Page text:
By Lora Bentley
IT Business Edge
Posted April 3, 2009.
Among tax cuts and credits, more bailout fund requirements, and restrictions on executive pay packages, the American Recovery and Reinvestment Act of 2009 (ARRA) also includes a section that expands the reach of the Health Insurance Portability and Accountability Act (HIPAA) and introduces the first federally mandated data breach notification requirement.
Title XIII of ARRA, also known as the Health Information Technology for Economic and Clinical Health Act (HITECH Act), reserves $22 billion to “advance the use of health information technology” — in large part so the U.S. will be able to move to e-health records by President Obama’s 2014 deadline.
It also expands the reach of HIPAA data privacy and security requirements to include the “business associates” of those entities (health care providers, pharmacies, and the like) that are subject to HIPAA. Business associates, according to Goodwin Procter attorney Jacqueline Klosek, are companies like accounting firms, billing agencies, law firms or others that provide services to the entities covered under HIPAA.
Under the HITECH Act, those companies are now directly subject to HIPAA security and privacy requirements, as well as to the same civil and criminal penalties that hospitals, pharmacies and other HIPAA-covered entities face for violations. Before HITECH came into force, Klosek explains, business associates that failed to properly protect patient information were liable to the covered entities via their service contracts, but they did not face governmental penalties.
Kelly Hagan, a shareholder in the law firm of Schwabe, Williamson and Wyatt, says the most significant (and least publicized, in his opinion) changes in the HITECH Act are those that strengthen HIPAA enforcement measures. In particular, Hagan points to subsection 13410(c), which requires civil penalties that are collected under the HITECH Act to be funneled back into the Department of Health and Human Services’ Office of Civil Rights enforcement budget.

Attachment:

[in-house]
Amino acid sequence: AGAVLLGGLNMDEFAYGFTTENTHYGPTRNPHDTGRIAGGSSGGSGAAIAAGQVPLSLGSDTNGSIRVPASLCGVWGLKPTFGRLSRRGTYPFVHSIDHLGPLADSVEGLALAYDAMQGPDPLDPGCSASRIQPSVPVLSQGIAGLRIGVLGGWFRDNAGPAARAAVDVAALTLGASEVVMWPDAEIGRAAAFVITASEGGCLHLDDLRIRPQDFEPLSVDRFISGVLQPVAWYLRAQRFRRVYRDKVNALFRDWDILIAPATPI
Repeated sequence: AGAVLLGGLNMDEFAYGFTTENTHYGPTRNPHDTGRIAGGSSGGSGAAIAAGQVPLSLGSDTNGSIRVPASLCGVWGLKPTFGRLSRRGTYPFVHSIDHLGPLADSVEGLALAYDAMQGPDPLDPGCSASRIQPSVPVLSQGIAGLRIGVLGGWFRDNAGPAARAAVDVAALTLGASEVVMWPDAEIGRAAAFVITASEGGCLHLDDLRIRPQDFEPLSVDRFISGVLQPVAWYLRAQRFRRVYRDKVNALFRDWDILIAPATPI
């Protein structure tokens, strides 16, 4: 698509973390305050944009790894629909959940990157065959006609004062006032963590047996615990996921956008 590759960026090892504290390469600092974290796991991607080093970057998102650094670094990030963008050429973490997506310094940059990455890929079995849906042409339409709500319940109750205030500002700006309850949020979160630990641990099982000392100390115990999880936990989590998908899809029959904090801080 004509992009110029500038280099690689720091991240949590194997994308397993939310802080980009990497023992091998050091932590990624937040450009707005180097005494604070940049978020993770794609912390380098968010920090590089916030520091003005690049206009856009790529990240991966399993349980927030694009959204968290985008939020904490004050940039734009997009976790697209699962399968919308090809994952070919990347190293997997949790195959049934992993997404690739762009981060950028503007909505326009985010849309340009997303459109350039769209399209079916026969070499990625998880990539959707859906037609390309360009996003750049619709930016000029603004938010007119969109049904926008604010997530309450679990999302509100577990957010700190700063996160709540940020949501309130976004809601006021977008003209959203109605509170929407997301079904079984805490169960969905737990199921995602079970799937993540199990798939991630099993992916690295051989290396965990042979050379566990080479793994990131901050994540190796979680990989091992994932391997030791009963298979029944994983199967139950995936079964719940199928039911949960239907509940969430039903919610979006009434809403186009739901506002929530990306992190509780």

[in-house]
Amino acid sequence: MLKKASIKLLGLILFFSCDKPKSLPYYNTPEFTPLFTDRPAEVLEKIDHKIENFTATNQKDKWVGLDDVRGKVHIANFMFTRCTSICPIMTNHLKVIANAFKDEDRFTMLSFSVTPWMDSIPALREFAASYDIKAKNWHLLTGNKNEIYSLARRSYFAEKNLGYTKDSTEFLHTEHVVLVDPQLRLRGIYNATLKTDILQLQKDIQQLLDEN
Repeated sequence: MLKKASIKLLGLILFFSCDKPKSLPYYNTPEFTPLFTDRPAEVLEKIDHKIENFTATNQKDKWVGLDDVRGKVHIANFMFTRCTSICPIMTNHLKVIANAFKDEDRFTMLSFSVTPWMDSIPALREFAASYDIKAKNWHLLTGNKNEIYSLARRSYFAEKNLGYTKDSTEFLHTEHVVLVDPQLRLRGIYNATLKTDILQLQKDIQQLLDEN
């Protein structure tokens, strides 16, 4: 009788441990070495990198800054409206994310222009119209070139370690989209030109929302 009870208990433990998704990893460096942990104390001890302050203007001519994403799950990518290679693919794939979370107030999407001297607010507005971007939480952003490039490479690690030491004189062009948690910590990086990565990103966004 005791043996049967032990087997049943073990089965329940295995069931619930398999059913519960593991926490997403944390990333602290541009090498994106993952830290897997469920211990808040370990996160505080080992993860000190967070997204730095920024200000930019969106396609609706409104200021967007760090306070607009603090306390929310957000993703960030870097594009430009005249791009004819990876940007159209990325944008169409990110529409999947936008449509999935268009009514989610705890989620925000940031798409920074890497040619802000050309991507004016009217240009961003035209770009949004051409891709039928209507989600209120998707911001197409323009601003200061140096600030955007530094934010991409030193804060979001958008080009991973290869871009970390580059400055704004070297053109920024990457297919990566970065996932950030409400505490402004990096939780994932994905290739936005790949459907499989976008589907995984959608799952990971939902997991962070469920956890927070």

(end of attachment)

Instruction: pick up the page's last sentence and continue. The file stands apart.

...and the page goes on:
He says the situation now is reminiscent of the creation of the Fraud and Abuse Control Account: “It was remarkable when they put the Fraud and Abuse Control Account in place and started funneling the monetary penalties back into the enforcement agency’s budget how quickly that became a priority. If history repeats itself, what that suggests is that the OCR’s traditional approach to enforcement, which has been complaint-driven and compliance-oriented, is going to … become more proactive, more punitive.”
Moreover, monetary penalties are mandatory for violations involving “willful neglect” as of Feb. 17, 2011. At that point, “all of a sudden HIPAA compliance becomes a fact of life instead of a paper tiger,” Hagan says.
If that’s not enough, Proskauer Rose associate Sara Krauss observes yet another enhancement: The HITECH Act provides for the Department of Justice to pursue criminal penalties for a violation that rises to the level of criminal activity. However, in the event that DOJ declines to act on a violation, the HITECH Act allows OCR to pursue civil penalties for that same violation.
The expanded opportunity for state attorneys general to get involved in enforcement under the HITECH Act will create more complexity for those subject to HIPAA — especially those who do business in more than one state, according to Klosek.